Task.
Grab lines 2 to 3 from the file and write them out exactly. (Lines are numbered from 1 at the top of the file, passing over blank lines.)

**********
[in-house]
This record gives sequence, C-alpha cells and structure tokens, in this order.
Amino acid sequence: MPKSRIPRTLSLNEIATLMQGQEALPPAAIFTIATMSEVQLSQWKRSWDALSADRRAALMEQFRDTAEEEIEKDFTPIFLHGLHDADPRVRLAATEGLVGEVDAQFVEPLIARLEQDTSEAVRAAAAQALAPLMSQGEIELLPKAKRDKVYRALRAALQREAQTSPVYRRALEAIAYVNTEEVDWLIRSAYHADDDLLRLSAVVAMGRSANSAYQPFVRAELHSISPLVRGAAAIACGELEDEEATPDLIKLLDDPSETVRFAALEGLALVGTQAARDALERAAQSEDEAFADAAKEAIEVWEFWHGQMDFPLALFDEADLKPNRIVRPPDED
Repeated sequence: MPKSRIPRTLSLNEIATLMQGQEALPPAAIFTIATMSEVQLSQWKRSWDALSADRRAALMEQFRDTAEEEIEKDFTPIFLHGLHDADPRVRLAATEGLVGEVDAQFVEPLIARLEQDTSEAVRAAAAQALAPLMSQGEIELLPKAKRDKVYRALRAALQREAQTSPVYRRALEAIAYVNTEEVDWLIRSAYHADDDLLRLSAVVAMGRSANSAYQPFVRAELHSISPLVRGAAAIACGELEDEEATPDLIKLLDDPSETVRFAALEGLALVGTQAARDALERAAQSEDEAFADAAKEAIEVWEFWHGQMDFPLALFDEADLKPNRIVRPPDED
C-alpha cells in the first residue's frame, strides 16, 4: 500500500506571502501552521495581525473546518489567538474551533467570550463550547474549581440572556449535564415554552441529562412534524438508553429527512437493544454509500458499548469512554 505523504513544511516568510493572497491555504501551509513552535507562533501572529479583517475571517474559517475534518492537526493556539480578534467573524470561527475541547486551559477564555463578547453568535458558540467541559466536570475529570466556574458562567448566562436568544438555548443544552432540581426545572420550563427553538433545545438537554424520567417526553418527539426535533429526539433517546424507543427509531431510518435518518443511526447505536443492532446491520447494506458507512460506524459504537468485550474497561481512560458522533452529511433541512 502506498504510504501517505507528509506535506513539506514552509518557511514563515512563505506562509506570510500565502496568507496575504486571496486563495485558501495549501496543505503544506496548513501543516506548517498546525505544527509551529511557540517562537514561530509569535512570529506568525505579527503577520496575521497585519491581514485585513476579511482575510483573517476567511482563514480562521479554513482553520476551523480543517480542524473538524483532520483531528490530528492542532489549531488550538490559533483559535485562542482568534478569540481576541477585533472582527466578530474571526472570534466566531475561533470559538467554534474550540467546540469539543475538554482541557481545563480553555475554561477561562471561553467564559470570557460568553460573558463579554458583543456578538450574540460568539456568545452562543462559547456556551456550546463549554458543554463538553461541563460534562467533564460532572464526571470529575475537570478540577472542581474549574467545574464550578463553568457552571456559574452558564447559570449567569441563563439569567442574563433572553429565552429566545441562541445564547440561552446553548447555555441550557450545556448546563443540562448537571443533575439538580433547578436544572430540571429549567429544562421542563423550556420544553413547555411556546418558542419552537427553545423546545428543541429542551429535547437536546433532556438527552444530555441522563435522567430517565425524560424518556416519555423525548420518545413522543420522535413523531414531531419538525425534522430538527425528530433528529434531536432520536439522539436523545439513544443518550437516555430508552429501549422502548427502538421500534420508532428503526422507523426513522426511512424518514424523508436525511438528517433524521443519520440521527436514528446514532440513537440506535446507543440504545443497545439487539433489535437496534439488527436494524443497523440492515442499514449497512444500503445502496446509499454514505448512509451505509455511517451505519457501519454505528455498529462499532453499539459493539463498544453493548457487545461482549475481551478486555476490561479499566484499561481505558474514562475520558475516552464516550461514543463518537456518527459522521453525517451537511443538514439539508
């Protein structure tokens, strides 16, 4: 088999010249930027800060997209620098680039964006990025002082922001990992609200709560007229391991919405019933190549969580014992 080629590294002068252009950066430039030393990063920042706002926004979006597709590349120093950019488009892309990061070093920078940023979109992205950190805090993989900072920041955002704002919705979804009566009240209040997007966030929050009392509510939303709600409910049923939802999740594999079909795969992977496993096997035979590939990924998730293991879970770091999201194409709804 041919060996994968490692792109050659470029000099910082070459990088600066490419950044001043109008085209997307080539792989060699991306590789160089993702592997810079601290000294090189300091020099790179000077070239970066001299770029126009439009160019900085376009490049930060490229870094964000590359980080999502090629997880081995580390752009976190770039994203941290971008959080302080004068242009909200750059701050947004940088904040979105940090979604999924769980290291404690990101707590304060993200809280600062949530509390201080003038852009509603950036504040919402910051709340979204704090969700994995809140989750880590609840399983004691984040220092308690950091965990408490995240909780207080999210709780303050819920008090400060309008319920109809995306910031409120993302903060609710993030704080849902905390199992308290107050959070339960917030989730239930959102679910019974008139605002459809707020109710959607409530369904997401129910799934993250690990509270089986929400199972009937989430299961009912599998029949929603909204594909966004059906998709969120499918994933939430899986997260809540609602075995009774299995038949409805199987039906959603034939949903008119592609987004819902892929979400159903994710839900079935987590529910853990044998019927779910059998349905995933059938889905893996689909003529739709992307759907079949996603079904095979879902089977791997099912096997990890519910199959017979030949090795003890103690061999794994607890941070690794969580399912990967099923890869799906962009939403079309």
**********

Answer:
This record gives sequence, C-alpha cells and structure tokens, in this order.
Amino acid sequence: MPKSRIPRTLSLNEIATLMQGQEALPPAAIFTIATMSEVQLSQWKRSWDALSADRRAALMEQFRDTAEEEIEKDFTPIFLHGLHDADPRVRLAATEGLVGEVDAQFVEPLIARLEQDTSEAVRAAAAQALAPLMSQGEIELLPKAKRDKVYRALRAALQREAQTSPVYRRALEAIAYVNTEEVDWLIRSAYHADDDLLRLSAVVAMGRSANSAYQPFVRAELHSISPLVRGAAAIACGELEDEEATPDLIKLLDDPSETVRFAALEGLALVGTQAARDALERAAQSEDEAFADAAKEAIEVWEFWHGQMDFPLALFDEADLKPNRIVRPPDED